By Jony Mainaly

Constitutional guarantee of environmental rights often reflect complexity given the potential uncertainty in determining the scope of the environmental rights. Because of the complexities in determining the scope coupled with its conventional belief that environmental protection vindicates economic development, the governments tend to circumvent the stronger safeguards against environmental degradation. Therefore, it is very important to make explicit, substantive and procedural protection of environmental rights in the constitution so that vindication of the fundamental protection is avoided. The provision regarding environmental rights in the Constitution of Nepal, 2072 (Preliminary Draft) (hereinafter Draft Constitution) provides encouraging signals of substantive protection; however, it equally has embraced potentially challenging and conflicting provisions that can simply vindicate the guaranteed fundamental right to a clean environment.

Digo Bikas Institute, Nyaya Yukti Research and Resource Center and Pro-Public demanded revisions in the Draft Constitution in their submission (Environmental Rights Provisions – Feedback to Draft Constitution) to the Constituent Assembly Committee on Citizen Relation and Public Opinion Collection on 21st July 2015. This paper discusses the revisions demanded to make the draft constitution environmentally responsible.

1. Article 35 of the Draft Constitution is instrumental provision to envision the environmental right regime in Nepal. The overview of the provision itself provides that Nepal has entered into next generation of environmental jurisprudence. Given the provisions of the Constitution of the Kingdom of Nepal, 1990 which provides no provision of right to environment and the provisions of Interim Constitution of Nepal 2007 that did not fully incorporate sustainable development principles; the overall environmental guarantees the Draft Constitution makes are commendable. However, there are inherent and serious flaws in the reading of the Article 35 of the Draft Constitution that demand immediate attention and revision.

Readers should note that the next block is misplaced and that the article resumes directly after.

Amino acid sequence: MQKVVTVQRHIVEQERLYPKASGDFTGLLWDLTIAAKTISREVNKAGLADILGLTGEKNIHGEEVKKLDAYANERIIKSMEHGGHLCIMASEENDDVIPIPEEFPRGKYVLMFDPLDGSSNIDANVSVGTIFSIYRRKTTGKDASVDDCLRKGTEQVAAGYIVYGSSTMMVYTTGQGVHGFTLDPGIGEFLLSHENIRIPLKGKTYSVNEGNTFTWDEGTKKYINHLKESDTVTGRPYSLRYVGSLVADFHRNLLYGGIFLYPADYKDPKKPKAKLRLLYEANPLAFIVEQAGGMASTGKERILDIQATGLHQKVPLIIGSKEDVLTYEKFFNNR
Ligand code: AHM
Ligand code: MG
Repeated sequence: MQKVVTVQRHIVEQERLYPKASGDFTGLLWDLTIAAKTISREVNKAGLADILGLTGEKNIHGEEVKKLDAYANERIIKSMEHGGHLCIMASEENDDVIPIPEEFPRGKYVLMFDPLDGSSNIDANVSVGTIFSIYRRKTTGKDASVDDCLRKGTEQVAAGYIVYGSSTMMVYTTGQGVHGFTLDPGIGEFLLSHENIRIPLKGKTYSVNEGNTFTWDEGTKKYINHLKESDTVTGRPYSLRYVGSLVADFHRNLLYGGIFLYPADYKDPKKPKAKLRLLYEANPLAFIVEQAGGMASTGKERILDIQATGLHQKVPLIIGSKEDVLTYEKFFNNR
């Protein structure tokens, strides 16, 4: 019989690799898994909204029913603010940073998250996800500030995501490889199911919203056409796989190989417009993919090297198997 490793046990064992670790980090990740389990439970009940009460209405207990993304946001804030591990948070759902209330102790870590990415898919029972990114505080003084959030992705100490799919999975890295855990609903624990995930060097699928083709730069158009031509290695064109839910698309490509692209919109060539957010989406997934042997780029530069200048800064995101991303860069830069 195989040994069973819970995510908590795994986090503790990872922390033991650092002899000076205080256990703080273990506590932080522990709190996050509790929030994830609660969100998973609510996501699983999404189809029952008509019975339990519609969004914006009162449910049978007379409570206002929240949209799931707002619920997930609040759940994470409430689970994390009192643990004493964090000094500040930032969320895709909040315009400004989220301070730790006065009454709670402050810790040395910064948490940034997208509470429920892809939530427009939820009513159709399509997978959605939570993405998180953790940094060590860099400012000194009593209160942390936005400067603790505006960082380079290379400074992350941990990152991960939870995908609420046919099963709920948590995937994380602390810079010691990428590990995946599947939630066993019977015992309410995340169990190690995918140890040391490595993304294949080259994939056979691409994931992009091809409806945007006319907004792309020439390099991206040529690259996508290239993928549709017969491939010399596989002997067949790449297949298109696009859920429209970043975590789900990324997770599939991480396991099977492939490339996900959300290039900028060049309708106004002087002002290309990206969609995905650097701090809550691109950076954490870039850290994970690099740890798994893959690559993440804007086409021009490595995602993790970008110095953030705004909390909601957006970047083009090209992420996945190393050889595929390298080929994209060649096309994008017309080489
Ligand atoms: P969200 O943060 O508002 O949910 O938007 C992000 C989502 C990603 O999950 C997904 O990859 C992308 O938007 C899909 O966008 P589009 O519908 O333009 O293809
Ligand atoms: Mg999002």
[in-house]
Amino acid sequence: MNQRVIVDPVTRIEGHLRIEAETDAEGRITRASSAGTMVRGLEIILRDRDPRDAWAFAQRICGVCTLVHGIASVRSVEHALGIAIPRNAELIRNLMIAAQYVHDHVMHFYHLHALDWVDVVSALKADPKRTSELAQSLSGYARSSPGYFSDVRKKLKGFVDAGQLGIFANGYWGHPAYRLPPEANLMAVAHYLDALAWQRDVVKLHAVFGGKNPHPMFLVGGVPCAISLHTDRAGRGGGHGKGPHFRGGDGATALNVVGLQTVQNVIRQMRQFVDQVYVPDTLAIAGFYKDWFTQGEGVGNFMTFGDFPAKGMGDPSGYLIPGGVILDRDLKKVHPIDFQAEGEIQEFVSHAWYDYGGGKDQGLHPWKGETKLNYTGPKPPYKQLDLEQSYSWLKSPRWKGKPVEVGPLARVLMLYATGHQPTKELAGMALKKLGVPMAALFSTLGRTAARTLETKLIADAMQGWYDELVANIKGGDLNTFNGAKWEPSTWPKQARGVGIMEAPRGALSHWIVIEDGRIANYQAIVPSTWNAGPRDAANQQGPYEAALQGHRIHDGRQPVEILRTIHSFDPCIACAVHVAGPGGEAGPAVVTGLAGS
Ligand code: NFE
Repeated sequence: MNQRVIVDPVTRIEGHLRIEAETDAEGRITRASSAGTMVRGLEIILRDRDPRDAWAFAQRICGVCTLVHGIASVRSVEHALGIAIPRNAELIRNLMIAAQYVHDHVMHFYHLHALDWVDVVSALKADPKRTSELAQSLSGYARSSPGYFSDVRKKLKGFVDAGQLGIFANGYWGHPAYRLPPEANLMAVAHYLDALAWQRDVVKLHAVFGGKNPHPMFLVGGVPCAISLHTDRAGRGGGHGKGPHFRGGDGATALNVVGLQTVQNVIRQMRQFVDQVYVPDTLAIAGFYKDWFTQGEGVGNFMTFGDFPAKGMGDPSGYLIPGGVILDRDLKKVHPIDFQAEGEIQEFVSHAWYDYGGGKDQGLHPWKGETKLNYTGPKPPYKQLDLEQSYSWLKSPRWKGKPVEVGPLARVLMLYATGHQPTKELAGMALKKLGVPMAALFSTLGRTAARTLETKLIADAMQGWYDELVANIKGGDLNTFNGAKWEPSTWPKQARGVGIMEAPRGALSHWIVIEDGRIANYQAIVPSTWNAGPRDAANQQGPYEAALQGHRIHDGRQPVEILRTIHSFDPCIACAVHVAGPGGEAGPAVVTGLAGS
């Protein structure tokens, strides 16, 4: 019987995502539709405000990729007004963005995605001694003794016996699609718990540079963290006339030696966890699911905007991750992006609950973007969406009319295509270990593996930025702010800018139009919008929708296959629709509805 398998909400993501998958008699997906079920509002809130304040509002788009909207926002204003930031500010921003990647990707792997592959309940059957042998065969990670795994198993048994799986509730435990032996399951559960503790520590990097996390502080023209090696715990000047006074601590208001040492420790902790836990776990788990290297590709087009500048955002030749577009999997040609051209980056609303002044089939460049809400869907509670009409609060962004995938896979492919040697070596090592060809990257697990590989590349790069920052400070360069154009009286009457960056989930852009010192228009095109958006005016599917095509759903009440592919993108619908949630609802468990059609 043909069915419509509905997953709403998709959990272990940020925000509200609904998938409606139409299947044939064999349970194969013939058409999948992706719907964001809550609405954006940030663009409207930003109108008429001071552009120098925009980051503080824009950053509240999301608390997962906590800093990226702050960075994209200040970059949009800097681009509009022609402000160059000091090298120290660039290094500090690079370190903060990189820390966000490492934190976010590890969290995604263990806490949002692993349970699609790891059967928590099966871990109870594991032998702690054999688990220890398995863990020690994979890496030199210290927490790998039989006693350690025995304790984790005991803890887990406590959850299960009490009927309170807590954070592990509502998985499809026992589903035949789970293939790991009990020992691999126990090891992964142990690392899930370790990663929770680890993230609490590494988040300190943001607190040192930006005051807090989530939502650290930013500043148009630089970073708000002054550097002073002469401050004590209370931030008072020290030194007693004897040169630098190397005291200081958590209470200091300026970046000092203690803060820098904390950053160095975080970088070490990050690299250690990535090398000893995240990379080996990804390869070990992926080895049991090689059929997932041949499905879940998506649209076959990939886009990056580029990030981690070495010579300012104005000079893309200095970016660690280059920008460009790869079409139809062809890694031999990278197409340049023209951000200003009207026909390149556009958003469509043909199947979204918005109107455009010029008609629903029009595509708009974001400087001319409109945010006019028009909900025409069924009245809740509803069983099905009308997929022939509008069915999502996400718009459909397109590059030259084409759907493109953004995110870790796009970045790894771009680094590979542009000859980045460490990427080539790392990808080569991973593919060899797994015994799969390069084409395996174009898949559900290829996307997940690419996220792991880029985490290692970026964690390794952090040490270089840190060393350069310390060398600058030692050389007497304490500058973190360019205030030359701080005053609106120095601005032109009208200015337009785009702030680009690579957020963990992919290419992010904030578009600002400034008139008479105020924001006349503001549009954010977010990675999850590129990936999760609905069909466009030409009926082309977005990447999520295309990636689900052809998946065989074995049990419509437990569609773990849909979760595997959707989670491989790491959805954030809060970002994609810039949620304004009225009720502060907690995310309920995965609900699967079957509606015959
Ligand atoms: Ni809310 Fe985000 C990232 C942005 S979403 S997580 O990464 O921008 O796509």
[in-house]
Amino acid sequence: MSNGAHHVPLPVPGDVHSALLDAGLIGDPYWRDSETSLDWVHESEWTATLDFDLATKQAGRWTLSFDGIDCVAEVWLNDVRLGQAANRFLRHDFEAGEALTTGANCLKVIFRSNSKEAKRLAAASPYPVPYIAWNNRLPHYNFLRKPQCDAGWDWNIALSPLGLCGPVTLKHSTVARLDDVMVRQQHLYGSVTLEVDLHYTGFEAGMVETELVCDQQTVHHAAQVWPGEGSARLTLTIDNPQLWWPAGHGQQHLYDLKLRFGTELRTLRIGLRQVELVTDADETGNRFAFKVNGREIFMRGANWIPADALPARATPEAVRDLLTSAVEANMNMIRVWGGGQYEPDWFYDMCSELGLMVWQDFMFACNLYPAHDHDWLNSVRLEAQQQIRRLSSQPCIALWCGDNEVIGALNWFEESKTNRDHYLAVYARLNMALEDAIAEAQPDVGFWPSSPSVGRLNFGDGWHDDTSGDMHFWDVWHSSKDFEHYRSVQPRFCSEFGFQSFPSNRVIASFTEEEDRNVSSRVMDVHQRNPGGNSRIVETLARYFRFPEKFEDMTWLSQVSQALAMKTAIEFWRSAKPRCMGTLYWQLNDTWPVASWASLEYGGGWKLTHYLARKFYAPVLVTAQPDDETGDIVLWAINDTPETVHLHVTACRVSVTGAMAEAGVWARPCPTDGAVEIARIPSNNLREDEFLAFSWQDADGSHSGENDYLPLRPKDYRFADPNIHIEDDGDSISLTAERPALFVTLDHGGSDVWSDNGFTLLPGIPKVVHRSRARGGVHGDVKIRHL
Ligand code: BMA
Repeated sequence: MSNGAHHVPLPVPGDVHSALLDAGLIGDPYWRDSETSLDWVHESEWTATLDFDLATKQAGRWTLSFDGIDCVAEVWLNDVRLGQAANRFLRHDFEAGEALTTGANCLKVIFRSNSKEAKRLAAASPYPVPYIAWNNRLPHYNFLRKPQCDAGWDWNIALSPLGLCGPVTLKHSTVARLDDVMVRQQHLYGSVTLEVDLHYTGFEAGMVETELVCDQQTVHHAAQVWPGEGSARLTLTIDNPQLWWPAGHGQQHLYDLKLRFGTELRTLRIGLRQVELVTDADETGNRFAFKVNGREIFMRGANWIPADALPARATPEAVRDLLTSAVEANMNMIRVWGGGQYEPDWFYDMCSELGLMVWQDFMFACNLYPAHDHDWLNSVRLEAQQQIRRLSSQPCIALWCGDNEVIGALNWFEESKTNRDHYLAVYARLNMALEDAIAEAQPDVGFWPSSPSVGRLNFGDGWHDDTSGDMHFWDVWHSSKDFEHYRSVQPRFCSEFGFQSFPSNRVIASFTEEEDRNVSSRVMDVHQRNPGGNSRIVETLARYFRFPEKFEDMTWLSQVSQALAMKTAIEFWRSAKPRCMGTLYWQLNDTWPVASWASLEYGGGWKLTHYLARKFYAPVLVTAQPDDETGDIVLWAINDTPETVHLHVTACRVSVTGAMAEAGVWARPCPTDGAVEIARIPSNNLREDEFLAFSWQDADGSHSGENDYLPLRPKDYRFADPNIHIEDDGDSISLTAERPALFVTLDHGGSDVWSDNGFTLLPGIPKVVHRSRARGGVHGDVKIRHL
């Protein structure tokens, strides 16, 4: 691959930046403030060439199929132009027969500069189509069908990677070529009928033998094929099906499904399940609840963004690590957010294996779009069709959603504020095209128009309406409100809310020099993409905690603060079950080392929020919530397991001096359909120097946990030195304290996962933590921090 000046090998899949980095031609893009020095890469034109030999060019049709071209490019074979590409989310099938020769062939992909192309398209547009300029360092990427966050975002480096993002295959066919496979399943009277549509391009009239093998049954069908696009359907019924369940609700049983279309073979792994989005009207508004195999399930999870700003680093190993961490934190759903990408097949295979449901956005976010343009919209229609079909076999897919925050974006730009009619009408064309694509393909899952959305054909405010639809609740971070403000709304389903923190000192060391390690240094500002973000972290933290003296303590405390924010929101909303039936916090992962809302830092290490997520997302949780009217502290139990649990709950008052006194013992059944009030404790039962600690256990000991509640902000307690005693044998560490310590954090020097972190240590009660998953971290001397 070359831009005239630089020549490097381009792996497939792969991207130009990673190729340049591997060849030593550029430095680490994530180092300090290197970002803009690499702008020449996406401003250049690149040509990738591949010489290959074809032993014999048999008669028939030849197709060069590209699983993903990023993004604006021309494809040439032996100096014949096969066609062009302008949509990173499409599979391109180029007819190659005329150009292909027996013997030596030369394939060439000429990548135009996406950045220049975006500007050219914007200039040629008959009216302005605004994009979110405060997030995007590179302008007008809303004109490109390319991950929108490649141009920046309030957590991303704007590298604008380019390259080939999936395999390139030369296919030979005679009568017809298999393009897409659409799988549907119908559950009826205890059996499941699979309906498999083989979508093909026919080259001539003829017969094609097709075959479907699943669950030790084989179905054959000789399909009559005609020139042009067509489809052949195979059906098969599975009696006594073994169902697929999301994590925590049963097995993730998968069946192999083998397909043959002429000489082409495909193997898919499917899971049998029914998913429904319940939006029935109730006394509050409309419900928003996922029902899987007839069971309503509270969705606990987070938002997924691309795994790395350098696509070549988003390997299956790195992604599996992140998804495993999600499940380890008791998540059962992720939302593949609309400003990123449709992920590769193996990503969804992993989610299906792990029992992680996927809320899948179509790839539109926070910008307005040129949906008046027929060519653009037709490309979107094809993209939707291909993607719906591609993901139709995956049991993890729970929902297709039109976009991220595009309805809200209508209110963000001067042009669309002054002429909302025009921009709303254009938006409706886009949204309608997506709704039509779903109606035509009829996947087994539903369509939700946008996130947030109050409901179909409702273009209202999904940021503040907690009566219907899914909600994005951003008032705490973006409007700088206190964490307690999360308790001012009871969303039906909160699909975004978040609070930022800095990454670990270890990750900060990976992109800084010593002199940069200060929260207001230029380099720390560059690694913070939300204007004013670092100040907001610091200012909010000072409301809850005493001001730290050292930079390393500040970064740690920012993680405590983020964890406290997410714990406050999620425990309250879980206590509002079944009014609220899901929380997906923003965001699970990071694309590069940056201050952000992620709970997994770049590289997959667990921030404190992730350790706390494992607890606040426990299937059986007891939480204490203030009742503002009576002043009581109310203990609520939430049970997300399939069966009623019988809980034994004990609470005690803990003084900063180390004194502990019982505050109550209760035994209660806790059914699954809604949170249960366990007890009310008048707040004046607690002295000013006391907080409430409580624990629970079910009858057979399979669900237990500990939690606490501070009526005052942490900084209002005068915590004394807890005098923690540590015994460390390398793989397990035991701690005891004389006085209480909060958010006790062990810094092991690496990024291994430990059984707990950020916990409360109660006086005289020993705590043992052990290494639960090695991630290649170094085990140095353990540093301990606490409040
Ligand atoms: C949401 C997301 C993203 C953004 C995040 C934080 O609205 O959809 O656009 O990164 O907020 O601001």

Article 35(2) is a milestone development in the environmental jurisprudence that ensures individual and group right to environmental protection from private parties as well. Even though the progressive interpretation by the Supreme Court of Nepal was made to held private entities accountable for violation of environmental rights resulting in the stoppage of the facility causing environmental damage, but enshrining the same provision in the present Draft Constitution gives stronger protection against harm incurred from private parties. However, the provision ascertains only one component of the environmental liability being compensation. It should also focus on the reparation, restoration, satisfaction elements which can be attained through the term “equitable and effective measure of compensation” or it could also include “adequate reparation” to make the scope of remedy of damage wider. The natures of environmental harms are such that mere money damage (in compensation form) is not always adequate. Therefore, the damage mechanism should be broader enough to incorporate restitution and reparation.

The article provides that “victim of environmental pollution or degradation shall be entitled the right to compensation from the polluter as provided in the law.” The article should be revised as;

“Victim of environmental pollution or degradation shall be entitled the right to equitable and effective compensation as provided by law.”

2. Regarding Article 35 (3), prima facie, it shows that the Draft Constitution has incorporated sustainable development principle in this provision. However, the very provision is subject to controversy. It seems very pro-development approach and has neglected the pro-environment approach of sustainable development. The right of the state in making “laws to maintain adequate balance between environment and development for the purpose of the acts of national development” is itself pro-development statement. We strongly urge that it is important that the Drafters of the Constitution incorporate the other important aspect of sustainable development that includes the concerns of inter-generational equity. The entrenched proviso clause demonstrates the perspective to strike a balance between environment and development which is one aspect of sustainable development where the government, as given provided in law, can inherently vindicate the very provision in a legal way.Article 35 (3) of the Draft Constitution is provided as a proviso clause that explicitly bears the capacity to nullify the substantive guarantee provided by the Article 35 (1). Therefore, we strongly argue against the provision in the fundamental right section of the constitution.

The provision instead should guarantee inter-generational equity which is the other pro-environment protection dimension of the very principle of sustainable development. The Drafters have included the pro-development dimension with a substantive guarantee in Article 35(3) whereas the pro-environment protection dimension of sustainable development is enshrined in the state policy part in Article 55(g) (2). Therefore, the fundamental rights provision should incorporate that the environment protection be ensured for the benefit of present and future generations that prevents pollution, promotes environmental protection. The Article 35 (3) should instead read as follows;